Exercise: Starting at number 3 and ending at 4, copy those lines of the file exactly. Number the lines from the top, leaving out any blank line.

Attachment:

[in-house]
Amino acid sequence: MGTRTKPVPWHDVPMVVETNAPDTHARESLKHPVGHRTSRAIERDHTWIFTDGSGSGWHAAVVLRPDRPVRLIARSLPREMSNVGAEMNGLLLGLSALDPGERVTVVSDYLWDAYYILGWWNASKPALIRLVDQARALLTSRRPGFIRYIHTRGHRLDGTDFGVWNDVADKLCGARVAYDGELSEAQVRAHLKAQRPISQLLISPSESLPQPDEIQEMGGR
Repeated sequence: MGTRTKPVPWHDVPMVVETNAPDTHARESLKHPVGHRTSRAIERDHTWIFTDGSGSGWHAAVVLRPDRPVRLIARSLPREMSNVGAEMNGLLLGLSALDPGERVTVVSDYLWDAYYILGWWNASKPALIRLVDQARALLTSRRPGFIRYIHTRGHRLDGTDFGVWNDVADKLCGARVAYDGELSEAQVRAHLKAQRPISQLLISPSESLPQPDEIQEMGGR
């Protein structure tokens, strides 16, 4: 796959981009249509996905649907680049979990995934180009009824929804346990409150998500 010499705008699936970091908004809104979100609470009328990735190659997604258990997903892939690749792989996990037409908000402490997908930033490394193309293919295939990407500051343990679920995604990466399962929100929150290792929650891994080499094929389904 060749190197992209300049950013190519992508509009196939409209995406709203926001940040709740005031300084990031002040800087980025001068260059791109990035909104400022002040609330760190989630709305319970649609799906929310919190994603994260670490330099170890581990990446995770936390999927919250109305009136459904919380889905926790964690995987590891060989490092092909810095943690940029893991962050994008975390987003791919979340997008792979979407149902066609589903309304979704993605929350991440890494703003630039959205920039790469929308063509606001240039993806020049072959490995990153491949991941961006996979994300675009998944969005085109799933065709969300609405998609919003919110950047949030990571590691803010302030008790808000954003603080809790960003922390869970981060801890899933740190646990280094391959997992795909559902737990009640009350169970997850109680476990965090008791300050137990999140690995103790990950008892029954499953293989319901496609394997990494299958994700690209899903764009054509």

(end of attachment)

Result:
Repeated sequence: MGTRTKPVPWHDVPMVVETNAPDTHARESLKHPVGHRTSRAIERDHTWIFTDGSGSGWHAAVVLRPDRPVRLIARSLPREMSNVGAEMNGLLLGLSALDPGERVTVVSDYLWDAYYILGWWNASKPALIRLVDQARALLTSRRPGFIRYIHTRGHRLDGTDFGVWNDVADKLCGARVAYDGELSEAQVRAHLKAQRPISQLLISPSESLPQPDEIQEMGGR
């Protein structure tokens, strides 16, 4: 796959981009249509996905649907680049979990995934180009009824929804346990409150998500 010499705008699936970091908004809104979100609470009328990735190659997604258990997903892939690749792989996990037409908000402490997908930033490394193309293919295939990407500051343990679920995604990466399962929100929150290792929650891994080499094929389904 060749190197992209300049950013190519992508509009196939409209995406709203926001940040709740005031300084990031002040800087980025001068260059791109990035909104400022002040609330760190989630709305319970649609799906929310919190994603994260670490330099170890581990990446995770936390999927919250109305009136459904919380889905926790964690995987590891060989490092092909810095943690940029893991962050994008975390987003791919979340997008792979979407149902066609589903309304979704993605929350991440890494703003630039959205920039790469929308063509606001240039993806020049072959490995990153491949991941961006996979994300675009998944969005085109799933065709969300609405998609919003919110950047949030990571590691803010302030008790808000954003603080809790960003922390869970981060801890899933740190646990280094391959997992795909559902737990009640009350169970997850109680476990965090008791300050137990999140690995103790990950008892029954499953293989319901496609394997990494299958994700690209899903764009054509």